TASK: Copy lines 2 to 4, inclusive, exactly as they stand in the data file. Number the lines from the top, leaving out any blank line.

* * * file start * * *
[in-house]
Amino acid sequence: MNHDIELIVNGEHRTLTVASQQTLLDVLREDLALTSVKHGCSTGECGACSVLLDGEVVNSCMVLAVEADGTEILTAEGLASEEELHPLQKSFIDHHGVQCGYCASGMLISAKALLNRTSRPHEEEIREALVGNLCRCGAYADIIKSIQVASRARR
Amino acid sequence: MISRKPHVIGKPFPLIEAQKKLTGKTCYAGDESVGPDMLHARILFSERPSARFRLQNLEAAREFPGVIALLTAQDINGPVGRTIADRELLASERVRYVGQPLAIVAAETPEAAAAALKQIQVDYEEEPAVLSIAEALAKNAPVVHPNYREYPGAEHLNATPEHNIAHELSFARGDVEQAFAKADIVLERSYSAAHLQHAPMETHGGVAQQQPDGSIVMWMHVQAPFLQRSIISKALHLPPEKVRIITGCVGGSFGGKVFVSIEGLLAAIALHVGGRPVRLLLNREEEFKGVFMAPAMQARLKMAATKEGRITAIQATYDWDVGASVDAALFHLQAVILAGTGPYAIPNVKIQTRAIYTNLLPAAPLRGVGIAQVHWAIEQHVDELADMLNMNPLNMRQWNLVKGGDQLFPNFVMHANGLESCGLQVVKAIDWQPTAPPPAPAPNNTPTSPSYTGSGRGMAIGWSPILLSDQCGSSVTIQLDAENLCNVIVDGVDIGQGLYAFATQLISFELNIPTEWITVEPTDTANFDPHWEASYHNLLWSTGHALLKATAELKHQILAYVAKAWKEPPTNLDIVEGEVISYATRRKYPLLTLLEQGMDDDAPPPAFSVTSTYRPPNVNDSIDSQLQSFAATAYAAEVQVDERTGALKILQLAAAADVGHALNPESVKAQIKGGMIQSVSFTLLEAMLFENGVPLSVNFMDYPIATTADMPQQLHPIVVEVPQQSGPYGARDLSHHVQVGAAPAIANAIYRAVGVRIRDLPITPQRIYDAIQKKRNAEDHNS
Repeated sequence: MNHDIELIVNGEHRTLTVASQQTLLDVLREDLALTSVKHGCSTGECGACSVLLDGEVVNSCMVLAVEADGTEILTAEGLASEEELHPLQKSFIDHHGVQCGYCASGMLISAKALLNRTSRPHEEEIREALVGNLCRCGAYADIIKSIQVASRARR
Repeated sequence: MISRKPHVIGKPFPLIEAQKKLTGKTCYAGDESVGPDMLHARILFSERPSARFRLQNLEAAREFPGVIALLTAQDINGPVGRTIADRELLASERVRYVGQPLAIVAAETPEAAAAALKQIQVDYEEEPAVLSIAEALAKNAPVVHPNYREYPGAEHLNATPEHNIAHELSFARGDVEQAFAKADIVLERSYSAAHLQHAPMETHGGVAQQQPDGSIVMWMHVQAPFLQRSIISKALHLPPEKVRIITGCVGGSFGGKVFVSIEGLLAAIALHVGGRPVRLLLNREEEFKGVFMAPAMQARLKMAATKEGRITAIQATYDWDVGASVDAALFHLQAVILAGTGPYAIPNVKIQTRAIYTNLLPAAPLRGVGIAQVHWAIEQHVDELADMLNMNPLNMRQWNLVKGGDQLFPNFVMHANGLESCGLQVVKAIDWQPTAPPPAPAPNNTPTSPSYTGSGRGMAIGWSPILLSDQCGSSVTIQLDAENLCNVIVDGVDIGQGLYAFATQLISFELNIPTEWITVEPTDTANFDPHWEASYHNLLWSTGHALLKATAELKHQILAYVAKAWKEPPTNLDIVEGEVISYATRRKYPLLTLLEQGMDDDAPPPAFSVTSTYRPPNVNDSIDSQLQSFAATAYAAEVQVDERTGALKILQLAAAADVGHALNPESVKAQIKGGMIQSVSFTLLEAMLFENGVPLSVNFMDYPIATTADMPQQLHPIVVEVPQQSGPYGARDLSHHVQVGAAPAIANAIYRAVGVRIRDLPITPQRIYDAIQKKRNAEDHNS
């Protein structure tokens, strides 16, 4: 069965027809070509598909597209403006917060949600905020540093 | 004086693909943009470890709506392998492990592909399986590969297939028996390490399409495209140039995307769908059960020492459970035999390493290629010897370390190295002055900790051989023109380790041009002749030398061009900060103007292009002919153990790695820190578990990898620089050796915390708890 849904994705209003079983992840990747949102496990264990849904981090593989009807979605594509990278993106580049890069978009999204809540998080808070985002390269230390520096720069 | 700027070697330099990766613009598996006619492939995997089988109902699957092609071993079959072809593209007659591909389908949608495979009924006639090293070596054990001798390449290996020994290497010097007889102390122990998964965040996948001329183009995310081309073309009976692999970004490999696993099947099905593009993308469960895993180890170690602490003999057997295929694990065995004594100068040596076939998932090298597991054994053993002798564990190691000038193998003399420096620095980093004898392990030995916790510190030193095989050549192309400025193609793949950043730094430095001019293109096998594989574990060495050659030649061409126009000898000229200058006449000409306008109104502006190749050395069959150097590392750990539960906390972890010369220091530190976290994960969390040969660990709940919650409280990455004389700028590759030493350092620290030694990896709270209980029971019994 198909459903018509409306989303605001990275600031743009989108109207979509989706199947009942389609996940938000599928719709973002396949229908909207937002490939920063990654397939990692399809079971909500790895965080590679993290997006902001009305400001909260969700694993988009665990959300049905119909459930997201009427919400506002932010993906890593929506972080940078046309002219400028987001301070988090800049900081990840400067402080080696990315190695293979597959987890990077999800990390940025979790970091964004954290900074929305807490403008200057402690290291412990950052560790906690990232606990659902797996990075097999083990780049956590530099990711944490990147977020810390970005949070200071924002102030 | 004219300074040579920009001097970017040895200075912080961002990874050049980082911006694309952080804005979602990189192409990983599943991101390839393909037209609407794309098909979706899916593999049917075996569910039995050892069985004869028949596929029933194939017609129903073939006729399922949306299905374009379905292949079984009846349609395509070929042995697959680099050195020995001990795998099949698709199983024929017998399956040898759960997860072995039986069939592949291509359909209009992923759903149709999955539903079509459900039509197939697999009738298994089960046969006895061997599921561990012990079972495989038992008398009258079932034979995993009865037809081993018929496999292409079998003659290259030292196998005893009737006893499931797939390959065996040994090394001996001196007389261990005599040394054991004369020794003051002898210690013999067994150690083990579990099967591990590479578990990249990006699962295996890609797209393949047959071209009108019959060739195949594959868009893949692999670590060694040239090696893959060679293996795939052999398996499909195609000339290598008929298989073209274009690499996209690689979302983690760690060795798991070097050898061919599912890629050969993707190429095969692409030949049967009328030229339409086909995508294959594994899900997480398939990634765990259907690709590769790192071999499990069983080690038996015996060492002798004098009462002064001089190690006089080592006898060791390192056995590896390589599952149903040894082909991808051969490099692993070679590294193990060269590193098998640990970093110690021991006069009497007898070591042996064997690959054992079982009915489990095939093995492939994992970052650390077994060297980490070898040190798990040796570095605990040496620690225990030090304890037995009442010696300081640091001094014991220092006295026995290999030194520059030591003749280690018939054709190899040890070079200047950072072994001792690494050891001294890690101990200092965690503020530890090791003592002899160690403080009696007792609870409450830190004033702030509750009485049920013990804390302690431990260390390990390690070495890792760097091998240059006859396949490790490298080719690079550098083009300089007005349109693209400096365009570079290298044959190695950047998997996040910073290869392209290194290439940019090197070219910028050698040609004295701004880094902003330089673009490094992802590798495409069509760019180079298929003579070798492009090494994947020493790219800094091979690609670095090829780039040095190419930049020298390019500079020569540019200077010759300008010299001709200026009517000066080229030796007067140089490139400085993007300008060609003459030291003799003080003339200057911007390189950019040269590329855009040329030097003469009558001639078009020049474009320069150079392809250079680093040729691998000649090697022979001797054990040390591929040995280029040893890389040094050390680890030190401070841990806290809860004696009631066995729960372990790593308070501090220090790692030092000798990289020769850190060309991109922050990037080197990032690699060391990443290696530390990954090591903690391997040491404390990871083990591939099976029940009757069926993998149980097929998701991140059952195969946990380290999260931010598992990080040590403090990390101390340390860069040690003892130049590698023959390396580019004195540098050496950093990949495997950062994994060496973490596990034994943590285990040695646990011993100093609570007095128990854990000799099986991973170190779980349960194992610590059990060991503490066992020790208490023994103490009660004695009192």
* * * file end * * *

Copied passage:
Amino acid sequence: MNHDIELIVNGEHRTLTVASQQTLLDVLREDLALTSVKHGCSTGECGACSVLLDGEVVNSCMVLAVEADGTEILTAEGLASEEELHPLQKSFIDHHGVQCGYCASGMLISAKALLNRTSRPHEEEIREALVGNLCRCGAYADIIKSIQVASRARR
Amino acid sequence: MISRKPHVIGKPFPLIEAQKKLTGKTCYAGDESVGPDMLHARILFSERPSARFRLQNLEAAREFPGVIALLTAQDINGPVGRTIADRELLASERVRYVGQPLAIVAAETPEAAAAALKQIQVDYEEEPAVLSIAEALAKNAPVVHPNYREYPGAEHLNATPEHNIAHELSFARGDVEQAFAKADIVLERSYSAAHLQHAPMETHGGVAQQQPDGSIVMWMHVQAPFLQRSIISKALHLPPEKVRIITGCVGGSFGGKVFVSIEGLLAAIALHVGGRPVRLLLNREEEFKGVFMAPAMQARLKMAATKEGRITAIQATYDWDVGASVDAALFHLQAVILAGTGPYAIPNVKIQTRAIYTNLLPAAPLRGVGIAQVHWAIEQHVDELADMLNMNPLNMRQWNLVKGGDQLFPNFVMHANGLESCGLQVVKAIDWQPTAPPPAPAPNNTPTSPSYTGSGRGMAIGWSPILLSDQCGSSVTIQLDAENLCNVIVDGVDIGQGLYAFATQLISFELNIPTEWITVEPTDTANFDPHWEASYHNLLWSTGHALLKATAELKHQILAYVAKAWKEPPTNLDIVEGEVISYATRRKYPLLTLLEQGMDDDAPPPAFSVTSTYRPPNVNDSIDSQLQSFAATAYAAEVQVDERTGALKILQLAAAADVGHALNPESVKAQIKGGMIQSVSFTLLEAMLFENGVPLSVNFMDYPIATTADMPQQLHPIVVEVPQQSGPYGARDLSHHVQVGAAPAIANAIYRAVGVRIRDLPITPQRIYDAIQKKRNAEDHNS
Repeated sequence: MNHDIELIVNGEHRTLTVASQQTLLDVLREDLALTSVKHGCSTGECGACSVLLDGEVVNSCMVLAVEADGTEILTAEGLASEEELHPLQKSFIDHHGVQCGYCASGMLISAKALLNRTSRPHEEEIREALVGNLCRCGAYADIIKSIQVASRARR